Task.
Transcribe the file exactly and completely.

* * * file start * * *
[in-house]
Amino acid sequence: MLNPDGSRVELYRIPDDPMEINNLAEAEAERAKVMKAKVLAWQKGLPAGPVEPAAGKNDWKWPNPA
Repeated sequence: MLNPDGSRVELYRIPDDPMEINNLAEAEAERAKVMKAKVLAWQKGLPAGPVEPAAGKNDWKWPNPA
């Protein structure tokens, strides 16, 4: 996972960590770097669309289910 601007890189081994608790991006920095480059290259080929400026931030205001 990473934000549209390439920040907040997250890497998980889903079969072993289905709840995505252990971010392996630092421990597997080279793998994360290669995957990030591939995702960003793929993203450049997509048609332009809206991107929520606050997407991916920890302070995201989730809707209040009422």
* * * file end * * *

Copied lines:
[in-house]
Amino acid sequence: MLNPDGSRVELYRIPDDPMEINNLAEAEAERAKVMKAKVLAWQKGLPAGPVEPAAGKNDWKWPNPA
Repeated sequence: MLNPDGSRVELYRIPDDPMEINNLAEAEAERAKVMKAKVLAWQKGLPAGPVEPAAGKNDWKWPNPA
């Protein structure tokens, strides 16, 4: 996972960590770097669309289910 601007890189081994608790991006920095480059290259080929400026931030205001 990473934000549209390439920040907040997250890497998980889903079969072993289905709840995505252990971010392996630092421990597997080279793998994360290669995957990030591939995702960003793929993203450049997509048609332009809206991107929520606050997407991916920890302070995201989730809707209040009422």